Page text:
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Event Review: Universal Halloween Horror Nights

Halloween Horror Nights 27 – Universal Studios, Orlando, Florida

In 1991, Universal Studios, Orlando, began celebrating Halloween with a three-night event called Fright Nights. Back then, there was just one haunted house – The Dungeon of Terror – and tickets were less than $13 a night. Fast forward to 2017 – the annual event has transformed into the Halloween event of the year, drawing people from all over the world. The celebration has expanded from three nights to over 30, starting in mid-September and running through the first weekend of November. The name has changed to Halloween Horror Nights, and now, instead of one single attraction, there are nine separate haunted houses, another five “scare zones,” and a number of special shows and Halloween-themed vendors throughout the park. Tickets have gone up in price since the early 90s, but the entire experience is well worth the price.

Twenty-seven years of Halloween fun, and I’m sad to say that 2017 marked my first time experiencing this particular extravaganza – but what a year to finally dive in. My wife and I left Kentucky after work on Monday, made a stop for the night in Forsythe, Georgia, and reached Orlando, Florida, around noon on Tuesday. We stayed at Universal’s Cabana Bay Beach Resort, a hotel very near the park, which has great food, great drinks, a pool complete with beach, and some of the most comfortable beds around. This hotel location gives multiple options to get to the park: drive your own car (and pay parking fees), take a shuttle bus (they run every ten minutes for the hours of the park), or take the scenic path, about a 15-minute walk.

The Halloween Horror Nights event is only on select nights, and covers one-half of the amusement park – the Islands of Adventure section stays open normal hours, while the Universal Studios Florida side shuts down about an hour and a half before the event begins in order to transform into the scariest place in Florida. In this middle time, anyone without tickets to HNN are let out of the park, while us scare-nerds hang out in one of the holding areas. We chose the one near Finnegan’s Bar & Grill, which gave us time to have a few drinks, including a bit of Kentucky bourbon to make us feel right at home, and peruse the menu in preparation for lunch the next day (they have a signature “potato and onion webb” you can cover in cheese and bacon that will blow your mind). By 6:30 pm, when the gates of hell were ready to open, we were more than ready to be frightened.

As I mentioned, there are nine haunted houses at the current Halloween Horror Nights in Orlando. These are divided into the intellectual property (I.P.) houses and the original houses. In other words, there are some based on movies or shows you’ve seen (the I.P. houses) and ones that the horror minds behind HHN created themselves (the original ones). If you plan things just right, you should be able to hit every single one – depending on the night, the park stays open until 1:00 or 2:00 am.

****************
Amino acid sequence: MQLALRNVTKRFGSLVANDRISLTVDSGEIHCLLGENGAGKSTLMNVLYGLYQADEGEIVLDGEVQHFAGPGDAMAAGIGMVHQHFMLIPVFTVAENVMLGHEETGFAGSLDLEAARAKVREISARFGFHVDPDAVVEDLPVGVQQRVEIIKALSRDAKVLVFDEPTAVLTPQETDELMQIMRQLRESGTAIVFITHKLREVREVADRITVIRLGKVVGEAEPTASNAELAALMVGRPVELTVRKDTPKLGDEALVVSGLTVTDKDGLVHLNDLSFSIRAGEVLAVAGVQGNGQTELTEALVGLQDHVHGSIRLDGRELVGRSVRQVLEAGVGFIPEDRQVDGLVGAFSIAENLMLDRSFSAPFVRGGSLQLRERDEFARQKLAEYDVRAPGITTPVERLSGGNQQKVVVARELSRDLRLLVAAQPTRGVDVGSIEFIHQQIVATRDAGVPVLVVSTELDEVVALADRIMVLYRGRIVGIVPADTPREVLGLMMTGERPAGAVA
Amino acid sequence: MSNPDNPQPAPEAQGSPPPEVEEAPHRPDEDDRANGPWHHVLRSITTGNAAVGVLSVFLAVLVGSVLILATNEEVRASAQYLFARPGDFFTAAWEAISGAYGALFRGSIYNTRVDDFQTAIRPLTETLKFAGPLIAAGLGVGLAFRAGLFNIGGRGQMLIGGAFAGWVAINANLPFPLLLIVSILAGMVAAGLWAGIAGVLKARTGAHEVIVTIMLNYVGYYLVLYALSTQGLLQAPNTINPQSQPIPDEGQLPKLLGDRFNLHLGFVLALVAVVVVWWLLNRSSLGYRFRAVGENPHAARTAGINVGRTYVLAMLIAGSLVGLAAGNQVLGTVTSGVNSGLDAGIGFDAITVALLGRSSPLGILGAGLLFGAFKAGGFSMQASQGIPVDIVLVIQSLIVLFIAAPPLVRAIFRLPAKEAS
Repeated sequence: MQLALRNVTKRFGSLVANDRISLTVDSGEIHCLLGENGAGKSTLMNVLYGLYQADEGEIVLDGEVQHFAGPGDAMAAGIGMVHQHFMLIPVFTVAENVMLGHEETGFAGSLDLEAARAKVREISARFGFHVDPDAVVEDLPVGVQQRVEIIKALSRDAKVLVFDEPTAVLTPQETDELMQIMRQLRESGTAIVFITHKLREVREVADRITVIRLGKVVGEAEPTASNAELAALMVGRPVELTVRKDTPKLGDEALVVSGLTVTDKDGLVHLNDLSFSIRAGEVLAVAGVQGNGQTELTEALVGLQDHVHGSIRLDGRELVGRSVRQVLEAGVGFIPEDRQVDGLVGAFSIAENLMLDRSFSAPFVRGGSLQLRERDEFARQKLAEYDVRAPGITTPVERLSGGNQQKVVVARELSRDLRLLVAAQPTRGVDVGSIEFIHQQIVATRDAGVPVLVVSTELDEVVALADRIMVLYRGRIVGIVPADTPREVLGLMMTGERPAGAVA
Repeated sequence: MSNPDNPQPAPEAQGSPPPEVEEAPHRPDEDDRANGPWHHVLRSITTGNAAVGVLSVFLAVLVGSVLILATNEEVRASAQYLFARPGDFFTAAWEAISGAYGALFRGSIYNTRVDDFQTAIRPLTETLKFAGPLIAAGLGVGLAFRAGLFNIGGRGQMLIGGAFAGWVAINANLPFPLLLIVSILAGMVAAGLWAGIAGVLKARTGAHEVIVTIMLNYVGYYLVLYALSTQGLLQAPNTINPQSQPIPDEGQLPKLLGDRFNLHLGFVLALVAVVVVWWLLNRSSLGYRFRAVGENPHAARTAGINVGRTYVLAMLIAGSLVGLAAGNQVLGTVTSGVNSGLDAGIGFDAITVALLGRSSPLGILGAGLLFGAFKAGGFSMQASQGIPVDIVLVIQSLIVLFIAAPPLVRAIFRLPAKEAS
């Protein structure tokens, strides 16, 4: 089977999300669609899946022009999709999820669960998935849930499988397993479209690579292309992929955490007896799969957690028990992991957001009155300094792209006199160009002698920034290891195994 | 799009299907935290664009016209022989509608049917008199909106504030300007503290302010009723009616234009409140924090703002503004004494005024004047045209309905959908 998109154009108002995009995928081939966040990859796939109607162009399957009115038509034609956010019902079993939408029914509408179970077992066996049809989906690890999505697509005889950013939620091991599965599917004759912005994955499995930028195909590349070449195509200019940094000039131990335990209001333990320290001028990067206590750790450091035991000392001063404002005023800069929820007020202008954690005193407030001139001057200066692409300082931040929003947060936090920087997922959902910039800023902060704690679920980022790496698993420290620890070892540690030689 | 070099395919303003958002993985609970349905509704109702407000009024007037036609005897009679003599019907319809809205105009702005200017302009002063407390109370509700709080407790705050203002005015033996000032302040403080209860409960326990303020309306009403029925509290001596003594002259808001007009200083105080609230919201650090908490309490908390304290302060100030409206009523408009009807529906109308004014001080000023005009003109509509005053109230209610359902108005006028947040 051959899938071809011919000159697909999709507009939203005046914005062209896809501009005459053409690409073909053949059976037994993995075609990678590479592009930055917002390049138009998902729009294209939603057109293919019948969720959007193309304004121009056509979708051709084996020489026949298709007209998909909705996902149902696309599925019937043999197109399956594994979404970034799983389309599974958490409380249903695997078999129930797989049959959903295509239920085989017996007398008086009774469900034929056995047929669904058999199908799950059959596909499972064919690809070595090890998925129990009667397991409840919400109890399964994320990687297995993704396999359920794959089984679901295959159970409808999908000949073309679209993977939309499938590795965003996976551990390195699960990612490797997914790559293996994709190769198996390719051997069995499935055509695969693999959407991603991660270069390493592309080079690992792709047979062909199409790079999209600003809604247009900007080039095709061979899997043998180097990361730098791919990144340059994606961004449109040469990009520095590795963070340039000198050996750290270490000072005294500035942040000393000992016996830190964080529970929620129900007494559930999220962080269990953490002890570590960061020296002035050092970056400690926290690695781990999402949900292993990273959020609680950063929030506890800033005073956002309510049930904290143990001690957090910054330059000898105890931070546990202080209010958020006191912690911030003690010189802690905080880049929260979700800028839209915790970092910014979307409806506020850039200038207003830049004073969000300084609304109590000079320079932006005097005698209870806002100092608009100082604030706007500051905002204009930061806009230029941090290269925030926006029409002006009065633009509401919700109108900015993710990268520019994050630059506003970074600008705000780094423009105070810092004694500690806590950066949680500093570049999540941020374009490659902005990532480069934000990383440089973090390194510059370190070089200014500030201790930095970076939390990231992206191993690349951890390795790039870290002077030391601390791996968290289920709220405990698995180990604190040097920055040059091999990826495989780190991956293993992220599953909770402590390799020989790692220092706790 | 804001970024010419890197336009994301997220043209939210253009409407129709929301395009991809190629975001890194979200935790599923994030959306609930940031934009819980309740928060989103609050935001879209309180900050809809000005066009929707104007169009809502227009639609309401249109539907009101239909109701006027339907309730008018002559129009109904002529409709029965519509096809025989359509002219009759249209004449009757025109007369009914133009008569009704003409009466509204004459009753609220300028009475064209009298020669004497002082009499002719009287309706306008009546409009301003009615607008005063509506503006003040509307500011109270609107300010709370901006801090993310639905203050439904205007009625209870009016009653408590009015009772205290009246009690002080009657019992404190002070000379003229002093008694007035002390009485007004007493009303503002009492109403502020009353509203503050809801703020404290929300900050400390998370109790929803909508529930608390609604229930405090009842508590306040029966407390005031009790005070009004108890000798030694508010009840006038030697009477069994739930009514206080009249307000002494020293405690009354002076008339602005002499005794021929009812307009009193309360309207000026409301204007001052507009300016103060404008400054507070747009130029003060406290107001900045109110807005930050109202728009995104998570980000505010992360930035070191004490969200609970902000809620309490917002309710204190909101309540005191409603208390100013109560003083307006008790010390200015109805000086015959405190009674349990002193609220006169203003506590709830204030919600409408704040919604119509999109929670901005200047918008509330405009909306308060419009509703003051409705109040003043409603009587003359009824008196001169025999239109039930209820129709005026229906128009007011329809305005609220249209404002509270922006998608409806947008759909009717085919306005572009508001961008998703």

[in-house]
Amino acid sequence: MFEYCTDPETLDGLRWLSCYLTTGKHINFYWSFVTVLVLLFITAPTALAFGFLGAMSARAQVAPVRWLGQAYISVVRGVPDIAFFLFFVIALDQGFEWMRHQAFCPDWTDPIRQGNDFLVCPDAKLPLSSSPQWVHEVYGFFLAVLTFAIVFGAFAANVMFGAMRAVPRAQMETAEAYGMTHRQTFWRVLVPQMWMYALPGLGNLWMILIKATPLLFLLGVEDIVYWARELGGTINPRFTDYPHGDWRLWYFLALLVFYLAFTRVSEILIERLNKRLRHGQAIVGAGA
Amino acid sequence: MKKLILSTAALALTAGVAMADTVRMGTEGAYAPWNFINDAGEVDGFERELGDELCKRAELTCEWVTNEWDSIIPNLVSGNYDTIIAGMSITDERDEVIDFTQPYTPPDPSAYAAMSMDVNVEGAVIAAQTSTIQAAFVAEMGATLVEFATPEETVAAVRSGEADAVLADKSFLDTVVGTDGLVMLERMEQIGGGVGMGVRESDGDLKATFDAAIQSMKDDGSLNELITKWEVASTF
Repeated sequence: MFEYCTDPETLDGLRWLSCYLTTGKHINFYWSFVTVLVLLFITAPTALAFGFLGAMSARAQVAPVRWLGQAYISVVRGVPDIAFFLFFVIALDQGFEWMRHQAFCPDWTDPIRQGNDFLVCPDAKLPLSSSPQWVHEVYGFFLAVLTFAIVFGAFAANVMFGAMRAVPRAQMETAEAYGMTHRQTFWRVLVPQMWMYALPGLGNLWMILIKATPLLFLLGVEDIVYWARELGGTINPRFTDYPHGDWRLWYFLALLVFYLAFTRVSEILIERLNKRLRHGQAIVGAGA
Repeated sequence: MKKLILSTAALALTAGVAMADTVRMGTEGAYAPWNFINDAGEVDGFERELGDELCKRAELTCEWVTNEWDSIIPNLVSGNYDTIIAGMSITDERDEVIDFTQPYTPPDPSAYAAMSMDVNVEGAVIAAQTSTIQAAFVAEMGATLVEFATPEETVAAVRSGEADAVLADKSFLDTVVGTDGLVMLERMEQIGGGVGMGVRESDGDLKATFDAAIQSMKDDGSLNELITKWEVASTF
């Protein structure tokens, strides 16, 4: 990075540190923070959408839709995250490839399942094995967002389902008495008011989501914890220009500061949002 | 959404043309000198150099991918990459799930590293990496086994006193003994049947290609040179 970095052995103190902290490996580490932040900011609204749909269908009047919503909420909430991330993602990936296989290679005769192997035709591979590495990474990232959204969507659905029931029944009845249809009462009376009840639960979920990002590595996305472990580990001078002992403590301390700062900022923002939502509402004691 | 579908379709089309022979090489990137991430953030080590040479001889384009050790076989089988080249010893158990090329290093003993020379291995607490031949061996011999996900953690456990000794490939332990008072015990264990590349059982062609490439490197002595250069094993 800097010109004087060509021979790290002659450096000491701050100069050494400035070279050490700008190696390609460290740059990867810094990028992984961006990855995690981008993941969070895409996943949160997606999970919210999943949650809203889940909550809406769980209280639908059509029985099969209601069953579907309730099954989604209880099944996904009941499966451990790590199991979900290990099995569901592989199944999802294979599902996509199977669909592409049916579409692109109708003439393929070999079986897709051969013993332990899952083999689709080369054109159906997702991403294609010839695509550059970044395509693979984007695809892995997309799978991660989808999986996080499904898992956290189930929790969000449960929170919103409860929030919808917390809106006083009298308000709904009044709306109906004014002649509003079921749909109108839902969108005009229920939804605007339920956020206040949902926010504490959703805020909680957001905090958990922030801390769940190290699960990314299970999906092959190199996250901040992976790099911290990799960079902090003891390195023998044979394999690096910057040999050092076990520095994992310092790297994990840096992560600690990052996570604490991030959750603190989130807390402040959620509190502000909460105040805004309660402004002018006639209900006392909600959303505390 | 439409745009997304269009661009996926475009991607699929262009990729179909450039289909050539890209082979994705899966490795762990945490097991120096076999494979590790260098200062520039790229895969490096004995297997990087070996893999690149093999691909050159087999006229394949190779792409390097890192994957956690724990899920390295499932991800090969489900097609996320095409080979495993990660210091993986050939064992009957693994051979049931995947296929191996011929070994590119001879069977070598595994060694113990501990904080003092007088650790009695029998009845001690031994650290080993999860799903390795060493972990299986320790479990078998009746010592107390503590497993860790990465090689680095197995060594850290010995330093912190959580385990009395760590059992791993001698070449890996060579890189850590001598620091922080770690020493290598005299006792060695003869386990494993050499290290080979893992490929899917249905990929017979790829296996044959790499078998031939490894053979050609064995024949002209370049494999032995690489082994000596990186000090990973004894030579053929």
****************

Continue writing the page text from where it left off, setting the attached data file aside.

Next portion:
The I.P. houses garnered quite a bit of attention this year, and for good reason. The big deal for 2017 is The Shining, a house that takes you into the legendary Overlook Hotel via Stanley Kubrick’s vision of Stephen King’s nightmare tale – a mystery woman behind a shower curtain, an elevator gushing blood, a snowy hedge maze, it’s all here. Ash vs. Evil Dead leads you through a trailer park full of deadites, with only our chainsaw-handed hero to guide us to safety. Jigsaw is up to his old tricks in the Saw house, but aside from character actors jumping out here and there, this house is interesting to look at (great detail on some of these familiar death traps) but not all that scary. The Horrors of Blumhouse took on the epic task of combining three movie franchises – Insidious, The Purge, and Sinister – into one house. There’s a whole lot going on, what with “the further” and Bughuul and the anything-goes lawlessness of the purge, but with a few exceptions, all of the details tend to blur together. It’s creepy, but indistinct at times. The real stand-out of these five is the American Horror Story house: this haunt puts together highlights from three of the past seasons – Asylum (Season 2), Coven (Season 3), and Roanoke (Season 6) – to scare the hell out of all who dare pass through its doors. Unlike the Blumhouse haunt, AHS is able to successfully lay out the three seasons in distinct sections, each one scarier than the last. This is also one of the busier houses, so I’d recommend heading straight into this line when the gates first open, and maybe watch the wait times and try and hit it again as the night is winding down. There’s plenty to see in here, and it’s well worth a second go.